Laptop Mag Verdict
The RedMagic 8 Pro is the quintessential gaming phone — focussing on raw power with a gorgeous display, strong stamina and a top notch thermal management. Just don’t expect it to be good at anything else.
Blisteringly fast performance
Gorgeous, buttery smooth display
Decent battery life
Stellar thermal management
Transparent design is still cool...
...but gamer aesthetic isn’t for everyone
Cameras = lol
No wireless charging support
Lack of IP rating
Photo watermarks on by default
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If you looked at the Samsung Galaxy S23 Ultra and thought “that’s cool, but I want something faster for my games, and I don’t care about the rest of the experience,” then the RedMagic 8 Pro is for you!
The company’s latest phone jumps on the latest Snapdragon processor, but pairs it with a decent battery life, a better thermal management system and a faster display touch sampling rate — all essentials for upping your gaming performance.
So, I won’t waste your time in asking whether this is a good all-round phone, because the answer is obviously “no.” But let’s take you through what you get and whether this is a worthwhile purchase for mobile gaming enthusiasts.
RedMagic 8 Pro price and configurations
You can pick up the RedMagic 8 Pro in either matte black with 12GB of RAM and 256GB of storage for $649, or the transparent “Void” model that we tested that bumps the UFS storage to 512GB for $799.
Keen-eyed readers may notice that this is actually a jump down in price from last year’s RedMagic 7 Pro (both by $150), which is pretty impressive given the updates made here!
On top of that, it’s very aggressive pricing for a Snapdragon 8 Gen 2 smartphone when you compare it to the multitude of phones at four figures, and it would significantly undercut its aging competition in the Asus ROG Phone 5 ($999).
RedMagic 8 Pro design
While it’s still very gamer-esque and I wouldn’t recommend pulling this out to get the phone number of your crush, the RedMagic 8 Pro is definitely a lot sleeker. In fact, I would go so far as to say that it looks kind of good. But still, you will be judged a little for whipping it out in public.
Rather than a space-age industrial, curved device of old, you’re getting a far more refined slab with more subtle hints of its gaming credentials. RedMagic branding is glossily emblazoned on the matte black back with subtly pulsating RGB lighting for notifications and charging, while the red switch alludes to the high performance potential the 8 Pro holds.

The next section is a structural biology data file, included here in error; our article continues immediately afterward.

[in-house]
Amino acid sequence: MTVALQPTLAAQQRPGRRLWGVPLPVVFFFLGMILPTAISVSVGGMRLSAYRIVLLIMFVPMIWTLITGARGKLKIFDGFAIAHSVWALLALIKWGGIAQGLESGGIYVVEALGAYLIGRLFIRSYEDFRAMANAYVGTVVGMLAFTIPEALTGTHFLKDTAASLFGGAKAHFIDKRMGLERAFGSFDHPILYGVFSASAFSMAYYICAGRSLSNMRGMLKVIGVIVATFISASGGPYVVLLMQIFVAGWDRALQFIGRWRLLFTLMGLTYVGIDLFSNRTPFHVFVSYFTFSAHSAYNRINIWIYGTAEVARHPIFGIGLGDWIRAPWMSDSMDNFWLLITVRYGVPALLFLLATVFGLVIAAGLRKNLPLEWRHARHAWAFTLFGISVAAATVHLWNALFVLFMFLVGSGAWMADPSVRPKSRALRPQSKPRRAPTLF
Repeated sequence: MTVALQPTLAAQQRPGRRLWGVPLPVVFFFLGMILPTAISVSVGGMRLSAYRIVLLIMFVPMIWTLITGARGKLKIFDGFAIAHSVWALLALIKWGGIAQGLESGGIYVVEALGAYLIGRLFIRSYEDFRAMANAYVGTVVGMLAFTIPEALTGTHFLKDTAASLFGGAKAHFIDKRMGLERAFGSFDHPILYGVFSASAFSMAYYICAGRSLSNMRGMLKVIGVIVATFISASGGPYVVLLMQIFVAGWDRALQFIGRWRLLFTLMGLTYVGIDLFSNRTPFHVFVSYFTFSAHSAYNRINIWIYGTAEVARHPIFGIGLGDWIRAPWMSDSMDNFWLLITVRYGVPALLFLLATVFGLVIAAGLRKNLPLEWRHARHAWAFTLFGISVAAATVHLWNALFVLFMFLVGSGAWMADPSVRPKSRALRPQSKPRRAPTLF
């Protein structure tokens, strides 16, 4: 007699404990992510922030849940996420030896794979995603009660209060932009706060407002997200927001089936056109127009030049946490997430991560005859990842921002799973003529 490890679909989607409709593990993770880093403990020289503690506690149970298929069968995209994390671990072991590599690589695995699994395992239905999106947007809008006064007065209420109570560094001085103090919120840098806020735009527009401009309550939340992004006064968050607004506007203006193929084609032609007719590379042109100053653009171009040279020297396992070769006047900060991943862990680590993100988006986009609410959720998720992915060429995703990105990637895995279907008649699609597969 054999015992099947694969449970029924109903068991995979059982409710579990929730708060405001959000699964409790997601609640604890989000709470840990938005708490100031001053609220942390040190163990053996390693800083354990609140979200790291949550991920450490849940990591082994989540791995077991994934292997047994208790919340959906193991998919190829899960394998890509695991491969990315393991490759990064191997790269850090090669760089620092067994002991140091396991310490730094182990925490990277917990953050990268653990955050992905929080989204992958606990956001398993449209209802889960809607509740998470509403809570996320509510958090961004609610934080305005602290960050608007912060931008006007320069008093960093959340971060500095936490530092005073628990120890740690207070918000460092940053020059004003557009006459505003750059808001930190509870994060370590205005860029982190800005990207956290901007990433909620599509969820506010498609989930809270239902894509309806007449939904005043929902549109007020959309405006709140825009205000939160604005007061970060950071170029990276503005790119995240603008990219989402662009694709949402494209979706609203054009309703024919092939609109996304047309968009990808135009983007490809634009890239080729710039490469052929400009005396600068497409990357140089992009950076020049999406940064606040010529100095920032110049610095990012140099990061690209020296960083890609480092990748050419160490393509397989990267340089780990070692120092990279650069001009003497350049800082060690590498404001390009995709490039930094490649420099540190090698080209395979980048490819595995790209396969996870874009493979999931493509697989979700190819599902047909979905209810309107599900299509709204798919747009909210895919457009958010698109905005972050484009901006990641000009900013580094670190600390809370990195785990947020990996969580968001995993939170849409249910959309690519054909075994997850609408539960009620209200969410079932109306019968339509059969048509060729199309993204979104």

Yes, it still has that RGB fan, which requires open vents and makes an IP rating impossible, so be careful with that. But if that’s an acceptable price to pay for gaming performance, be my guest.
As for dimensions, the 8 Pro comes in at 6.5 x 3.0 x 0.35 inches with a weight of 8.04 ounces. RedMagic managed to trim some weight and thickness off its own 7 Pro (6.5 x 3 x 0.39 inches, 8.3 ounces) and frankly embarrass the Asus ROG Phone 5 (6.8 x 3.1 x 0.36 inches, 8.4 ounces). And for comparison’s sake, the Samsung Galaxy S23 Ultra trims a little more height off the top, but has a little more junk in the trunk (6.43 x 3.0 x 0.35 inches, 8.25 ounces).
The shorter height makes this a better-feeling phone in landscape gaming mode and keeps any hole-punch camera out the way with slim bezels, along with the addition of 500Hz shoulder triggers and a sliding trigger surface on the back of the phone to enhance performance.
RedMagic 8 Pro display
The RedMagic 8 Pro packs a gorgeous 6.8-inch AMOLED panel with a 2480 x 1116 pixel resolution, 8-bit color depth, a 89.1% screen-to-body ratio, a 120Hz refresh rate, 1300-nit peak brightness, and a 960Hz multi-touch sampling rate.
It’s not the 165Hz rate that we had on the RedMagic 7, but personally, I always felt this was a little bit overkill for mobile gaming. So this isn’t so much of a compromise — especially with that super fast touch sampling rate.
While we don’t have any lab-tested numbers to back up any thoughts on this display, I can tell you it’s a belter. The Doctor Strange in the Multiverse of Madness trailer has become one of my favorite tests with plenty of differently lit moments and scenes that vary from vibrantly vivid to restrained color palettes. Next to the likes of my iPhone 13 Pro, the vividity effortlessly melts off the screen.
Security is handled with an under-screen fingerprint reader that is fast and responsive. So responsive even, that it can be used as a heart rate sensor.
RedMagic 8 Pro audio
A great gaming experience doesn’t stop at the screen. You need quality audio for the full experience and the RedMagic 8 Pro certainly delivers with stereo speakers and DTS:X Ultra-certified sound.
Even when put under intense pressure with bass-heavy, intense pop punk such as Four Year Strong’s “Get out of my head”, there was no distortion at higher volumes. You can be confident that when you use this phone without headphones, you’re getting a good listening experience.
Plus, RedMagic continues to offer 3.5mm headphone jack support, but has been repositioned to the top left (when held in landscape). Much like the 7 Pro, this keeps the headphone cable protrusion out of the way and increases handheld gaming comfort.
RedMagic 8 Pro performance
Now, let’s get to what matters here. Under the hood, the RedMagic 8 Pro is packed with Quallcomm’s Snapdragon 8 Gen 2 chipset clocked at 3.2 GHz, paired with an updated Red Core 2 chip for audio. Graphics are handled by an Adreno GPU, multitasking is a cinch with up to 16GB of LPDDR5 (the model we tested had 12GB), and you can stuff this full of games with up to 512GB of UFS 3.1 storage.